Understanding your child's grades

Report cards can be a source of pride or shame for a child/parent. Below are some tips in understanding what you are reading when you get your child's report card.

1. It should not be a surprise- a report card is a reflection of what your child knows so far. By looking over their work and observing their progress during the semester you should have a good idea what their grade will be. Teachers are not trying to trick you, they are giving a letter grade to show your child's progression.

2. Ask questions before grades are due- Ask what each grade really means, a C may mean different things. Sometimes a lower grade may mean the child has the potential to do well but chooses not to. Or they are taking a bit longer to reach grade level expectations. Both of which require a different approach at home.

3. Have an open discussion- Don't just look at the grades but have a talk with your child. Express whatever you feel is appropriate but do have some type of discussion. 

4. Ask what they think-  What were their expectations? Were they surprised by any grade? Letting them express how they feel can give insight into things to work or focus on at home.

5. Be honest with yourself- know before the year/semester starts what you want out of your child's school/education. For the beginning of daughter's kindergarten year I wanted her social skills to improve, grades were not the top priority or concern. Another semester writing and reading comprehension was my main focus. Both instances I knew going into the school year what my child needed from the school. Remember you are your child's best advocate! 

How to start a home Book Club

How can I help my child succeed in school is a constant question or concern for all parents. I believe the 'traditional' idea of education should stay at school. Home is and should be different environment than the school setting. One of the differences can be a more in depth approach to subjects or ideas. A at home book club can be a great way to ensure family time and support reading comprehension. Here are some steps to get your family book club started:

1. Family Meeting!

  • Telling your kids about the book club, with them being the deciders of the book, will guarantee its implementation. Giving the choice to the children is a great way to build enthusiasm and make sure the book club does not fall into the category of good intentions that are never implemented. 

2. Name the book club and the designated space

  • Give your book club a name and decide where it will be held. Our book club is held in my bed because my daughter is no longer allowed to sleep with me so she found a loophole :-) Giving a name and space is another way to legitimize the club and give it purpose.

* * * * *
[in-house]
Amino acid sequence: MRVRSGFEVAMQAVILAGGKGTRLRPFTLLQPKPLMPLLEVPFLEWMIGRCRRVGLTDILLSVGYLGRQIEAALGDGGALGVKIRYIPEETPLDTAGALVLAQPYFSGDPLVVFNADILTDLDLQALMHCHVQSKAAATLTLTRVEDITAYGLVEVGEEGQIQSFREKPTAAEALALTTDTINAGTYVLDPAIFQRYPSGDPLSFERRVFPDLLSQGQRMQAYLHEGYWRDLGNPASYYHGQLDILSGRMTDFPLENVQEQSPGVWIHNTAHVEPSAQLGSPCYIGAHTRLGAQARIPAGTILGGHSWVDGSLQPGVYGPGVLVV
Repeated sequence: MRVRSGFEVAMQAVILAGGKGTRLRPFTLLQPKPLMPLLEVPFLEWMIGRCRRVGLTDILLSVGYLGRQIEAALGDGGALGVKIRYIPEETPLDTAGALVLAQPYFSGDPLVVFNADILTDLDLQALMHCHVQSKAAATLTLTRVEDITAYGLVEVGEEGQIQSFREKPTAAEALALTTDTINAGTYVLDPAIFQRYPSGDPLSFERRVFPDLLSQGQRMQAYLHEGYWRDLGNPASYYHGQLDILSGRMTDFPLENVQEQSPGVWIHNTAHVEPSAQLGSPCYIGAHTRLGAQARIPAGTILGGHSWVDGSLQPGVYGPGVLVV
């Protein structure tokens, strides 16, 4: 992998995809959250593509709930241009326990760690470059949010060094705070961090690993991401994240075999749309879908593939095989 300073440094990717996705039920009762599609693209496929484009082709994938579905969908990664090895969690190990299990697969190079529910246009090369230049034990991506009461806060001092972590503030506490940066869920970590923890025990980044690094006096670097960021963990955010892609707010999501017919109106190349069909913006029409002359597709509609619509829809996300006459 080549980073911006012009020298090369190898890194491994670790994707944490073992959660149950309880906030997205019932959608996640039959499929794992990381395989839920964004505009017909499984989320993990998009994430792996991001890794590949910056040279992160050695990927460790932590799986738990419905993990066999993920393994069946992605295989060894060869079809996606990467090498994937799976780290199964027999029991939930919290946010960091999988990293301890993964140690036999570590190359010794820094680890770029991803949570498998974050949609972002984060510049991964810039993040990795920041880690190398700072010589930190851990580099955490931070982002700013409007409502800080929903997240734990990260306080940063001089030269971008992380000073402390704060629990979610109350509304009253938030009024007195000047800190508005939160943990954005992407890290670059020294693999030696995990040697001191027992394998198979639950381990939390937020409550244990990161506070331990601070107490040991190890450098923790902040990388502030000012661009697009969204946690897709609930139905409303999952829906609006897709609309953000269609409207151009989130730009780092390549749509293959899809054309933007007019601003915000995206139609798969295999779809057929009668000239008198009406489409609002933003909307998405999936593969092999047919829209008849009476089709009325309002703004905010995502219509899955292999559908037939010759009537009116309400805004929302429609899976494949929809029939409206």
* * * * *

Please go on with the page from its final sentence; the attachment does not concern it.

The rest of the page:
3. Timeframes

  • Don't worry about it! I gave myself a month for each book, but that is very loose. We sometimes read only a few pages a night or go several nights without reading. Sometimes my daughter is the one to ask can we start reading again from our book club pick! My local library allows 3 renewals, so I gauge my pace based on how many renewals I have left. 

4. Activities

  • Implementing supplemental activities or discussion questions reinforces comprehension and retainment. Most middle grade books have discussion questions that can be found on the Internet (Penguin Random House has great resources!). One of our book club picks was a series of poems so we made a silly rhyming poem in the car one day. The current book we are reading is set during winter so we made hot chocolate before one reading. 

The biggest takeaway is to have fun! I was a bit apprehensive at first; how was I going to fit in reading a book out loud to my already packed schedule. Once I loosened my expectations I found it to be fun and a great way spend time with my child. 

Word Wall

Building reading skills extend beyond just reading books but building context and understanding around common words. The word wall is a great way to build vocabulary skills at home. We have word walls around her bedroom with words taken from sight words she is learning at school. This is great for all ages!

Here the first word is my daughter's name and we built a sentence with the word 'like'. For a few nights we slowly made the sentence and she had to say and point to each word as we built the sentence. 

 

The word focused on in this sentence is "we" and we are currently building the sentence. Each night she points to each word and says it. Not only are we building literacy but comprehension and vocabulary.  

 

Mad Libs Review

Reading Report Cards can sometimes be daunting, you may be used to seeing a simple grade next to the subject. A for Liteature, B for Science etc. Now you may see sub components under the subject explaining specifically what your child is working towards to be 'on grade level'. Below is a review of Mad Libs a great activity for students struggling with vocabulary, an essential component to reading and writing.  

Mad Libs is a game that takes a short story and leaves blank spaces to be filled by each player. The end result is always a funny, weird story. Under the blank spaces it gives you what type of word to write (verb, adjective...) so it is great for kids struggling in reading and writing. The Mad Libs website has free downloads and an iOS app. I have seen the books at numerous book and grocery stores so they are easy to find.